On the list of important birthday anniversaries, from that very first birthday party to a young woman's quinceanera or Sweet 16, turning 18 is not only cause for celebration but it is that critical turning point from childhood to being an adult.
No sooner than the Turlock Chamber finished hosting thousands of guests on our fairgrounds for the Fourth of July, our team at the Stanislaus County Fair has shifted into high gear to prep our grounds and buildings for a celebration of our own.
I was throwing sticks for my dog into the Snake River on Sunday evening, watching a fully loaded ocean-going barge on the slack-water of the river. The barges move mountains of goods all around the Pacific Rim, including from my part of the inland Pacific Northwest to Asia. This year it has looked to me like the intensity of barge traffic is down, I assume due to the global recession.
In case you missed it, the Stars and Stripes 4th of July Celebration was a wonderful event to end a great day.
I hope you played with your food when you were young. Perhaps you experimented at some point with pushing a drinking straw through Jello. If you twisted the straw as you removed it from your food, you could sometimes trap a column of gelatin in the straw. You then had the choice of either blowing the Jello at a sibling or, if your parents were at the table, gently squeezing the gelatin out of the straw onto your plate with your fingers.
I don't know about you, but I am just now recovering from the last election season and the next election cycle has already begun.
When my alarm clock went off at 6 a.m. on Sunday it took me a few moments to comprehend what was happening. I am not a morning person by any stretch of the imagination. I'm not sure I could even tell you what time the sun rises. But there I was, brushing my teeth and applying make-up at what I could only assume was the crack of dawn. What could make me sacrifice my one day of sleeping in this week? I was going to a parade!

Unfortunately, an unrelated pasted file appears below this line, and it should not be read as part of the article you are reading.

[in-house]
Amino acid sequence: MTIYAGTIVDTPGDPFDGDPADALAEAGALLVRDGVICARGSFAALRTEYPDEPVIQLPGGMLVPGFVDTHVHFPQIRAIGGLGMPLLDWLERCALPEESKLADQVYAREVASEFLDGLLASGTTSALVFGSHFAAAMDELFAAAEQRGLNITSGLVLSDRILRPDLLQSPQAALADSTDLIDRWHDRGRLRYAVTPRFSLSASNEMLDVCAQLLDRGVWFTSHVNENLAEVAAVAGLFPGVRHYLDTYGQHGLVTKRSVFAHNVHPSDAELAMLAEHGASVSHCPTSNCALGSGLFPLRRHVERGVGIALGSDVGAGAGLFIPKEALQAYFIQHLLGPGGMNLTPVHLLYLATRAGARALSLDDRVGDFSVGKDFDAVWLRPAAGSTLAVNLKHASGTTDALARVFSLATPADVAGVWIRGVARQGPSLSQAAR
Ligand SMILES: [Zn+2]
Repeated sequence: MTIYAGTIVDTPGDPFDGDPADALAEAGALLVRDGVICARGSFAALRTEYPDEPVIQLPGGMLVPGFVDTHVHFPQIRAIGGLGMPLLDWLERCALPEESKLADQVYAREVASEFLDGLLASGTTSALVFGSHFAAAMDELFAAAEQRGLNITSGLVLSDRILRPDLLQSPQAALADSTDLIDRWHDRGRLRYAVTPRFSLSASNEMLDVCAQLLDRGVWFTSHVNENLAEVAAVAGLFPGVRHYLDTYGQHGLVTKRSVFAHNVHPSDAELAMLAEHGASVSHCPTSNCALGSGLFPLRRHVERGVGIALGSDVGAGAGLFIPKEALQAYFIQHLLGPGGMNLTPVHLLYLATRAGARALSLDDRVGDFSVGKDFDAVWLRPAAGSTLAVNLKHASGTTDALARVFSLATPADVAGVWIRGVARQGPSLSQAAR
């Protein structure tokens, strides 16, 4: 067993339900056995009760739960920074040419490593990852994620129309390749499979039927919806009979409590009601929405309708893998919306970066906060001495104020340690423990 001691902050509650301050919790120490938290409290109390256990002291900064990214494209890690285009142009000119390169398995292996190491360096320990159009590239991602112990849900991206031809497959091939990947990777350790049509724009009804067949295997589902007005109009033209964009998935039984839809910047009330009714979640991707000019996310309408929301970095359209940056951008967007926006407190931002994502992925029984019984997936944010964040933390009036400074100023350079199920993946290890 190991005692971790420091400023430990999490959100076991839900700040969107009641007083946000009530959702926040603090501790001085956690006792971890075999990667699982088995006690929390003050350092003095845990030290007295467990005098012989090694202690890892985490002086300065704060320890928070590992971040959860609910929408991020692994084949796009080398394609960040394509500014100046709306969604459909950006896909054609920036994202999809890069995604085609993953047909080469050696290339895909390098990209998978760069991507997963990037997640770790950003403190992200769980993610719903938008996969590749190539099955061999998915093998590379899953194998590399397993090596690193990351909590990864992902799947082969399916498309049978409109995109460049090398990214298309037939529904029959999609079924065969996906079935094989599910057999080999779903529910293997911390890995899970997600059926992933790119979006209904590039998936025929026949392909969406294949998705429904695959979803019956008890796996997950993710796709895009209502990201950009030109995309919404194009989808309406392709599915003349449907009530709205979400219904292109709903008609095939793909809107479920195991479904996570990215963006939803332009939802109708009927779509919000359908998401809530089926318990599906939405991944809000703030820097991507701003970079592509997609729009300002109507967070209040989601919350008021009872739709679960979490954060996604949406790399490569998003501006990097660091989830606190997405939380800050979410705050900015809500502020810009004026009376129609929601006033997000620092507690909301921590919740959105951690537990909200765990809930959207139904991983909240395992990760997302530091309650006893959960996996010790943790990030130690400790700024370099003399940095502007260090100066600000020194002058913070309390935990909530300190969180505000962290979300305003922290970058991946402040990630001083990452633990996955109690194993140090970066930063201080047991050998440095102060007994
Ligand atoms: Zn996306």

There are always those who obstinately cling to technology of the past. Like that one person in line at the grocery store who whips out their checkbook to pay the bill while the impatient debit card users roll their eyes. Or the final few Americans without a cell phone who don't want to be reached by others 24/7; and, I must admit, the Turlock Journal can also be called technology sluggish. Our current Web site is more reminiscent of 1999 than 2009.
Remember when you were a child, playing outside on one of those hot summer days, and all of a sudden music started faintly lilting across your front yard?
As another Father's Day comes and goes, there are many who cringe when they see television-perfect children and their dads fishing together or playing catch. The ideal father-child relationship portrayed by Madison Avenue marketing types to sell more ties, lawn mowers and tools is just a reminder to some that a model father is nothing but fiction. But there is a way for the men in our community to reclaim Father's Day and become the ...
At the ripe old age of 14 I entered the American work force and I haven't been without employment for more than a month's time in over 20 years.
If I were to make a list of people that I'm not envious of, "Turlock City Councilmembers" would be sitting pretty at number one.
When news of the two probable swine flu cases in Merced County broke in our newsroom, editor Kristina Hacker called reporter Alex Cantatore with a request.
The following is an excerpt of California State University, Stanislaus' President Hamid Shirvani's 2009 commencement remarks.